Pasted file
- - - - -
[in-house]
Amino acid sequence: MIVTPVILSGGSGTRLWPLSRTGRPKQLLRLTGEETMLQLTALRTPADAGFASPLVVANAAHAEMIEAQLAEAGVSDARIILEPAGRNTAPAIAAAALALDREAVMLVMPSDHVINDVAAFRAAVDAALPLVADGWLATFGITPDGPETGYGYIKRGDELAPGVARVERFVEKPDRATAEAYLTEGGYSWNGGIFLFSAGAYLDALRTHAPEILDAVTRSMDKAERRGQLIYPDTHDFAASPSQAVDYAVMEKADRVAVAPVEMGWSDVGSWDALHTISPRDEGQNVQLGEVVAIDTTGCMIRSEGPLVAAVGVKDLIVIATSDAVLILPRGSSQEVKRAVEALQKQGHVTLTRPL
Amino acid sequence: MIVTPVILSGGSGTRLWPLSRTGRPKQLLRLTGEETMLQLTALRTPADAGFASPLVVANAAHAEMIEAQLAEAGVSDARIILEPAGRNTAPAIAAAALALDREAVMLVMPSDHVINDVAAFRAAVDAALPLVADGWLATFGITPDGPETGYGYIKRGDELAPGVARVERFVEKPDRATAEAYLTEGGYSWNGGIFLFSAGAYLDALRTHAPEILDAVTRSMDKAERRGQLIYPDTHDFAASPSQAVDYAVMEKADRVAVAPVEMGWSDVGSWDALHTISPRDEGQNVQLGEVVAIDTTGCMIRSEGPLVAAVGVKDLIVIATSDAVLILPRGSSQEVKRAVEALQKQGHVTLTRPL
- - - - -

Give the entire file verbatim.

[in-house]
Amino acid sequence: MIVTPVILSGGSGTRLWPLSRTGRPKQLLRLTGEETMLQLTALRTPADAGFASPLVVANAAHAEMIEAQLAEAGVSDARIILEPAGRNTAPAIAAAALALDREAVMLVMPSDHVINDVAAFRAAVDAALPLVADGWLATFGITPDGPETGYGYIKRGDELAPGVARVERFVEKPDRATAEAYLTEGGYSWNGGIFLFSAGAYLDALRTHAPEILDAVTRSMDKAERRGQLIYPDTHDFAASPSQAVDYAVMEKADRVAVAPVEMGWSDVGSWDALHTISPRDEGQNVQLGEVVAIDTTGCMIRSEGPLVAAVGVKDLIVIATSDAVLILPRGSSQEVKRAVEALQKQGHVTLTRPL
Amino acid sequence: MIVTPVILSGGSGTRLWPLSRTGRPKQLLRLTGEETMLQLTALRTPADAGFASPLVVANAAHAEMIEAQLAEAGVSDARIILEPAGRNTAPAIAAAALALDREAVMLVMPSDHVINDVAAFRAAVDAALPLVADGWLATFGITPDGPETGYGYIKRGDELAPGVARVERFVEKPDRATAEAYLTEGGYSWNGGIFLFSAGAYLDALRTHAPEILDAVTRSMDKAERRGQLIYPDTHDFAASPSQAVDYAVMEKADRVAVAPVEMGWSDVGSWDALHTISPRDEGQNVQLGEVVAIDTTGCMIRSEGPLVAAVGVKDLIVIATSDAVLILPRGSSQEVKRAVEALQKQGHVTLTRPL